How to Use DataProvider in TestNG (with Code Examples)

You can use a DataProvider in a variety of ways, depending on your use case and business logic. Let's take a look at some real examples of how a DataProvider can be used in TestNG.

Defining DataProvider in TestNG within the same class

This is the most straightforward method of utilizing the DataProvider. In this case, we define the DataProvider (annotated with @DataProvider) and test methods (annotated with @Test) within the class.

  • First, we'll make a Java test class called

  • Within the same class, we will define a method called getUserDetails() that uses the @DataPovider notation and returns a 2D array of the user object.

  • We then write a testUser() method with the @Test notation that maps to the previous method and prints out the user data.

The code for this is as follows:


import org.testng.annotations.DataProvider;
import org.testng.annotations.Test;
import User from ./src/;
public class DataProviderTester {

   @DataProvider(name = "user_test1")
   public static Object[][] getUserDetails() {
       returnnew Object[][] { { new User("Jane Done","Female",21) } };
   @Test(dataProvider = "user_test1")
   public void testUser(User myUser) {
     System.out.println( + " " + myUser.gender + " " + myUser.age);

NOTE: This example actually sends instantiated Java Objects to the test method, which can give you a lot more power and flexibility than hard-coded strings, integers, or other simple data types.

Inheriting DataProvider in TestNG

DataProvider can also be inherited, in which case the Test and DataProvider methods are written in separate classes. This is a common strategy when writing code (particularly when dealing with huge datasets and various test cases) because it helps with code reusability, modularization, and readability.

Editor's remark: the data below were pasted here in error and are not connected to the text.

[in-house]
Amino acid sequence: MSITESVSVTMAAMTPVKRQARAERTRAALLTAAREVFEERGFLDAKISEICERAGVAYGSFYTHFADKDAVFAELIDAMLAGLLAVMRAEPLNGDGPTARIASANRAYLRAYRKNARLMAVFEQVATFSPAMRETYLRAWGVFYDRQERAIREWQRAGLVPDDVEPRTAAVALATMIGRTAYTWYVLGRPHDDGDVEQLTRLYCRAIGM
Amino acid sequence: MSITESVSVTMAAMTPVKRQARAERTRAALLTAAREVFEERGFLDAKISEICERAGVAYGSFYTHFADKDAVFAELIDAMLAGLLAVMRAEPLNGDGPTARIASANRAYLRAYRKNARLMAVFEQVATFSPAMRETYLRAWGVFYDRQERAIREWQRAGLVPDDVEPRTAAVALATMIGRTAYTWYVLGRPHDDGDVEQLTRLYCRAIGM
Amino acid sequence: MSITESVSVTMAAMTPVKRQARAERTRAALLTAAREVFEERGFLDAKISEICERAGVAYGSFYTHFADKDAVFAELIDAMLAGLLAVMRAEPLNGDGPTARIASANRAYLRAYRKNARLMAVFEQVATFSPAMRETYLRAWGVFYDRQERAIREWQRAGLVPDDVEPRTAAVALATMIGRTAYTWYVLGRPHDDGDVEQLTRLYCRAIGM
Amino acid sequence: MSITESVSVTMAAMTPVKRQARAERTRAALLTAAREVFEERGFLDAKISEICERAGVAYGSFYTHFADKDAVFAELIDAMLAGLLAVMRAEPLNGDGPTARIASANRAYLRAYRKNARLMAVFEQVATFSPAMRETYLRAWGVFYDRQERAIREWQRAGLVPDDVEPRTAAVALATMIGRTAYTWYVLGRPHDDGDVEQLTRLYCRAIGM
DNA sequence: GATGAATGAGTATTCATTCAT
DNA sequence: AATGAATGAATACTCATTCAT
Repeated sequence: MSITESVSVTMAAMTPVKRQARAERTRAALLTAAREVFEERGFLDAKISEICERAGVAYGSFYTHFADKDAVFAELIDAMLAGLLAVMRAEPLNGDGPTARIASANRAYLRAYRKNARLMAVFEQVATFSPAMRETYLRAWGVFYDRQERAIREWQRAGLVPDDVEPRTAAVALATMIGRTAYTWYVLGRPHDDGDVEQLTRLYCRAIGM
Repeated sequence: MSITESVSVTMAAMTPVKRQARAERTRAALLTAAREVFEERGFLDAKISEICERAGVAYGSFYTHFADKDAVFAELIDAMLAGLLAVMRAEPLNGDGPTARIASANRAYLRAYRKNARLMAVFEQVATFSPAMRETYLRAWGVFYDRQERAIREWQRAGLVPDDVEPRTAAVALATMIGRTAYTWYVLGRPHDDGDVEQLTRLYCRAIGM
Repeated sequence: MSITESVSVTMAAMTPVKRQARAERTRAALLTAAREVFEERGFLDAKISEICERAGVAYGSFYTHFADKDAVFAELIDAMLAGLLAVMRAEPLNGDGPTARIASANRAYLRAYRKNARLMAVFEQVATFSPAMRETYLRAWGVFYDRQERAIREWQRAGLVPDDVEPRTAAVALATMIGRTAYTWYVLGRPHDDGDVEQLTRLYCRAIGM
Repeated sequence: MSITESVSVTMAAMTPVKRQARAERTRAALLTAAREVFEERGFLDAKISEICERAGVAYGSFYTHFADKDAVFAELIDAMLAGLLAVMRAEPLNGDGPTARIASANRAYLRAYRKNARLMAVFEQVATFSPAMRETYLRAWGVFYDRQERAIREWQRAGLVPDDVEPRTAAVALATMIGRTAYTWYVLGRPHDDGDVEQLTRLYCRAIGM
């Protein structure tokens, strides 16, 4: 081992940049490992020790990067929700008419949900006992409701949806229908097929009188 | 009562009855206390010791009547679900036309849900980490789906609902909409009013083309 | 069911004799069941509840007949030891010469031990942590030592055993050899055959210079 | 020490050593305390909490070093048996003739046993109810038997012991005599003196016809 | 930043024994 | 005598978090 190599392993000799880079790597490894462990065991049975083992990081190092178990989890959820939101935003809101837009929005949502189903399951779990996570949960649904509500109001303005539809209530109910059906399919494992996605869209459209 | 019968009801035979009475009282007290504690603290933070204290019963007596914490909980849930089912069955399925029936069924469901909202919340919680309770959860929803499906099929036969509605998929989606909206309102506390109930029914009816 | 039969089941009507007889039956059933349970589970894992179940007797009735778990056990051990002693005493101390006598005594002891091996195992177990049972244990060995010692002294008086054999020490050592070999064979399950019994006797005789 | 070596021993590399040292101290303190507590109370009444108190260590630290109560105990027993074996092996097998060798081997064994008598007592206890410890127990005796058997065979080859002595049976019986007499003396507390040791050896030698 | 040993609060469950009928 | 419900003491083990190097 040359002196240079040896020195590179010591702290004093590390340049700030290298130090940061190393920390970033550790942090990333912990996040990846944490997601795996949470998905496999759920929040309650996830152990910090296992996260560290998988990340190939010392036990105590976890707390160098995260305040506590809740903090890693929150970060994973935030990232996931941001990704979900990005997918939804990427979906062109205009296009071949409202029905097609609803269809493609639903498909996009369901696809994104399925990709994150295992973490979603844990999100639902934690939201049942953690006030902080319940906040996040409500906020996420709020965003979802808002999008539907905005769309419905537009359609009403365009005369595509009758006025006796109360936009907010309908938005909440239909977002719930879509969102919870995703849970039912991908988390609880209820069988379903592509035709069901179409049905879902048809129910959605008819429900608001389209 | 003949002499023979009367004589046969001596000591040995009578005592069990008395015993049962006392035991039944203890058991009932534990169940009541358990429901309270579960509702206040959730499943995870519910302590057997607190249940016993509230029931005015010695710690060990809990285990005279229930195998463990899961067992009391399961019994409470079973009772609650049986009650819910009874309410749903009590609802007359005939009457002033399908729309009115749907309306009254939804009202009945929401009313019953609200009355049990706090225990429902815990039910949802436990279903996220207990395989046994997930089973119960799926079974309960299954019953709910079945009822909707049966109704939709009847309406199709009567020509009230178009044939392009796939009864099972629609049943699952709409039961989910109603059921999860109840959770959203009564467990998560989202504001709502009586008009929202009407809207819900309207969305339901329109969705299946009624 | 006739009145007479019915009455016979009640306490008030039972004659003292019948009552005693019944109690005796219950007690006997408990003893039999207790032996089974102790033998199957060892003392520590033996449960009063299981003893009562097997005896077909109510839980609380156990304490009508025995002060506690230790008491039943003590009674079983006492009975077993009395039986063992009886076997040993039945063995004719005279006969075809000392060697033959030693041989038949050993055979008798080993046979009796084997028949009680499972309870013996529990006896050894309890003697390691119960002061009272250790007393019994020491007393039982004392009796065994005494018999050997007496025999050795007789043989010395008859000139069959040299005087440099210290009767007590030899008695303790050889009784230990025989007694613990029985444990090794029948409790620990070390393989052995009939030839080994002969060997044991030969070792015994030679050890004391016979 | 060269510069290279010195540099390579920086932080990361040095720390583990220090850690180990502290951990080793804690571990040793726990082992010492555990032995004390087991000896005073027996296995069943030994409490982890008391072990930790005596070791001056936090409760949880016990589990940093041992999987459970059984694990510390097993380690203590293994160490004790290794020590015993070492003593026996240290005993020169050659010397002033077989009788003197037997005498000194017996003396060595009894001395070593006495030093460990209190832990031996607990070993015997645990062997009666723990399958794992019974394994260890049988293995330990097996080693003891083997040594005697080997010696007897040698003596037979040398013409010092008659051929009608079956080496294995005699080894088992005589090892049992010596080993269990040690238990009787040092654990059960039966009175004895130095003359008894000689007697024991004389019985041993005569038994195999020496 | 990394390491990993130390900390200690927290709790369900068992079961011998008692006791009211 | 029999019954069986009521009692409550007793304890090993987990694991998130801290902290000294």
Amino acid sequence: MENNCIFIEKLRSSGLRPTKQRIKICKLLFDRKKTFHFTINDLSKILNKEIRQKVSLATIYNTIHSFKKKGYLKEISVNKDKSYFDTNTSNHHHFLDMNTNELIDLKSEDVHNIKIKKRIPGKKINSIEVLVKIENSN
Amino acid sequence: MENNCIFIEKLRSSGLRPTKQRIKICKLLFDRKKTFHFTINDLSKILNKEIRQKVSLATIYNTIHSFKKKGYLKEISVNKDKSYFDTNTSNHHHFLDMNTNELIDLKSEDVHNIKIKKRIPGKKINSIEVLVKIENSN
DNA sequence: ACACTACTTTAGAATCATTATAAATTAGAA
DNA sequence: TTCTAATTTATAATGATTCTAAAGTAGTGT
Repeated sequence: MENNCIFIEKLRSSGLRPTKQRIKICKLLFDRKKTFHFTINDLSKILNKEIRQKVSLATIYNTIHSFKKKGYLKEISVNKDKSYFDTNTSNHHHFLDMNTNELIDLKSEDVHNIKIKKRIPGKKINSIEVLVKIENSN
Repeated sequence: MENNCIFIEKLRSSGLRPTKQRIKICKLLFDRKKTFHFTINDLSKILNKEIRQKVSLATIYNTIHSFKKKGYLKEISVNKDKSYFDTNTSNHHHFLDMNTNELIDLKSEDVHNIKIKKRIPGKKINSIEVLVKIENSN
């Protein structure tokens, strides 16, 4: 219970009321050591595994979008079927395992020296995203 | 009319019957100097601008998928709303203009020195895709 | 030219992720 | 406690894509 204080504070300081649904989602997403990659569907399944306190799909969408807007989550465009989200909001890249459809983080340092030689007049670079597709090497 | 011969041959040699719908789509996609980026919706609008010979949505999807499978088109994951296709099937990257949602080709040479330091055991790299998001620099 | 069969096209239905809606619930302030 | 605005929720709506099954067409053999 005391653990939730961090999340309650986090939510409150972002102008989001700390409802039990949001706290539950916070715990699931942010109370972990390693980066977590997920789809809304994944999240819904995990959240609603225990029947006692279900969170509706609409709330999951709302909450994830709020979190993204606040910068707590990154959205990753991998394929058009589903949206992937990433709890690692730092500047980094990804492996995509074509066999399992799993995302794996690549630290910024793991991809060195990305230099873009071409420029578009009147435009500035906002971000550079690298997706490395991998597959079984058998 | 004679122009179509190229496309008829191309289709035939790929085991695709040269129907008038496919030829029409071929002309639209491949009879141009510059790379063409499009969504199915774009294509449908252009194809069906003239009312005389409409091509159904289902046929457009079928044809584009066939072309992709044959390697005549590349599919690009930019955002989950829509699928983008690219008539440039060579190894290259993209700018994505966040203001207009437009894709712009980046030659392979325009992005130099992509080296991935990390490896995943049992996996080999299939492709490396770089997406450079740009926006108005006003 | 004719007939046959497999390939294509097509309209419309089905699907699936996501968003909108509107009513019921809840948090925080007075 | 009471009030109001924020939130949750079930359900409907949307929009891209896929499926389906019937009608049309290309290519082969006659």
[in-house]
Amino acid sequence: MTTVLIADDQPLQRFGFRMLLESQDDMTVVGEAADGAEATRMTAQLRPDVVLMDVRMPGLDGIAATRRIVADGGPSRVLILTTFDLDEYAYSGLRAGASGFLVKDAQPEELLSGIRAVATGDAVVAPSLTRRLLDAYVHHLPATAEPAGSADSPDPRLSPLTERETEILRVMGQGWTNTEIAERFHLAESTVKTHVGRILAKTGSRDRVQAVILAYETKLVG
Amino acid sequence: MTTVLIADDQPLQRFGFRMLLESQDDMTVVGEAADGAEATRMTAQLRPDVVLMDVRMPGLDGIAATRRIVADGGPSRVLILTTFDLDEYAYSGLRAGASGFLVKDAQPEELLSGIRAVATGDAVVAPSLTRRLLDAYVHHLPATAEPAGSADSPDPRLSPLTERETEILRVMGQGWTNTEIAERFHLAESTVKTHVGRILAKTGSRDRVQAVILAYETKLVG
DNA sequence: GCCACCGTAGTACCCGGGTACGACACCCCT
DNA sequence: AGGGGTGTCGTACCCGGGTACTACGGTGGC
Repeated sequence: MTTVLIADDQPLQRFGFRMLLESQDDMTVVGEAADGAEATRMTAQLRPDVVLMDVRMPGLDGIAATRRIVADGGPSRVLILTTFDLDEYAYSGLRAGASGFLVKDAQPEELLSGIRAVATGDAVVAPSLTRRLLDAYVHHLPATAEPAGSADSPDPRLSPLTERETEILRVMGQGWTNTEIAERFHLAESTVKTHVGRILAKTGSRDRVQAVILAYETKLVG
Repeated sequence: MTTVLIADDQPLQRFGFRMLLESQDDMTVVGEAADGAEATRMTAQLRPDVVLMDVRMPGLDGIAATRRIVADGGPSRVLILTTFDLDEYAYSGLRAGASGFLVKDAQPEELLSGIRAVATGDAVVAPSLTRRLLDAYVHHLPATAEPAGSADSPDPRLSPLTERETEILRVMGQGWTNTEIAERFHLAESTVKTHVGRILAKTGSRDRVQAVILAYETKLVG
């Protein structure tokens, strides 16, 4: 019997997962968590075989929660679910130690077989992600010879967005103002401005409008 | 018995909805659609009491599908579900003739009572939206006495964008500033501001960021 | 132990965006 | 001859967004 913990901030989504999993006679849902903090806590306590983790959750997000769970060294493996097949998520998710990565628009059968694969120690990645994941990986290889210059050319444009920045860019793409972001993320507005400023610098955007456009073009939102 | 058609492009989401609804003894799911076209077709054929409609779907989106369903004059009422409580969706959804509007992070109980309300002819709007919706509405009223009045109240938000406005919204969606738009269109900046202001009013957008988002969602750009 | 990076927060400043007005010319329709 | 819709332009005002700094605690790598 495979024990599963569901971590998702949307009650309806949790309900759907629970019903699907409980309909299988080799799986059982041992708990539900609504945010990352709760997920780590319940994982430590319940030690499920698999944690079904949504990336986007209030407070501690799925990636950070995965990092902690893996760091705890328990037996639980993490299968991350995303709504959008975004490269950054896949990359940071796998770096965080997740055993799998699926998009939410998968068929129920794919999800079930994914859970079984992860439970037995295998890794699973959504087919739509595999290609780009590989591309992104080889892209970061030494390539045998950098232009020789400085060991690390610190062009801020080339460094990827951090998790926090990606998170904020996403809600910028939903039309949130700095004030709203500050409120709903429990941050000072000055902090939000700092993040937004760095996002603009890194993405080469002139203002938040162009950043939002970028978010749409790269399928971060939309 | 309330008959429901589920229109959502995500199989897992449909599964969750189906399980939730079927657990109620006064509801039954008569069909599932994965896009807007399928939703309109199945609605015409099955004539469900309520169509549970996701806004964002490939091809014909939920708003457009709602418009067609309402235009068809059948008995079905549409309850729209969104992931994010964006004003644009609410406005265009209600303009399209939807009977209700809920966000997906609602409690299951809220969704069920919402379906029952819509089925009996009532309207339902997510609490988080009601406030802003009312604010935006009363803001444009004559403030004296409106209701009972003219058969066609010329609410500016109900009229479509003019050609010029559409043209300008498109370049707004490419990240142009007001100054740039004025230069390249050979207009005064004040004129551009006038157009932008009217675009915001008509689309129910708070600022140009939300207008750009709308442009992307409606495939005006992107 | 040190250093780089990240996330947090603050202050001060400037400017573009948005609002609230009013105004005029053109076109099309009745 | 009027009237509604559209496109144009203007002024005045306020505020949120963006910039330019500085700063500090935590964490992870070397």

The following code shows you how to construct a utility class (dataProviderClass) that maintains multiple DataProviders. Importantly, it can also be used to pass test data via the class attribute.

package  sampleNestedPackage;
import org.testng.annotations.DataProvider;

public class DataProviderClass {
  @DataProvider(name = "data-provider")
   public static Object [] [] dataProviderMethod () {

     return new Object[][] { { "first Object " }, { "second Object" } };
package  sampleNestedPackage;
import org.testng.annotations.Test;

public class TestClass {
  @Test(dataProvider = "data-provider", dataProviderClass= DataProviderClass.class )
   public static Object [] [] testMethod (String data) {

Passing multiple parameter values to DataProvider

We can also pass multiple parameter values to DataProvider as a single argument so that a string of inputs can be executed in one go. For example, the following test case checks whether the third argument is equal to the sum of the first two integers:


import org.testng.annotations.Test;
import org.testng.annotations.DataProvider;
import org.testng.Assert;

public class DProviderClass {
  @DataProvider(name = "data-provider")
   public Object [] [] dpMethod (String data) {
                returnnew Object [] [] {{13,3,16},{3,6,9},{4,7,10}};

  @Test(dataProvider = "data-provider")
   public void myTest (int numOne, int numTwo, int theSum ) {
                int sum = numOne + numTwo;

                Assert.AssertEquals(theSum, sum);

As you can see in the code above, we utilized DataProvider in TestNG to aggregate multiple values into a single parameter rather than assigning values one at a time.

Getting Started with DataProvider in TestNG for Automated Testing

In this article, we showed you how to use TestNG parameters like DataProvider to execute test scripts. When you have a large number of permutations and combinations to test, you can use TestNG’s DataProvider instead of hard coding the test value in the scripts.

Since TestNG can accept external files, DataProvider can be used to run tests with numerous parameters, which is particularly useful with functional test automation frameworks like Selenium.

Organizations should aim to optimize testing by running parallel tests and leveraging automated testing through TestNG.

Sauce Labs can help you with a wide variety of automated testing needs. Sign up for a Sauce Labs free trial to start testing today.

Written by

Marcus Merrell


Automated TestingUnit Testing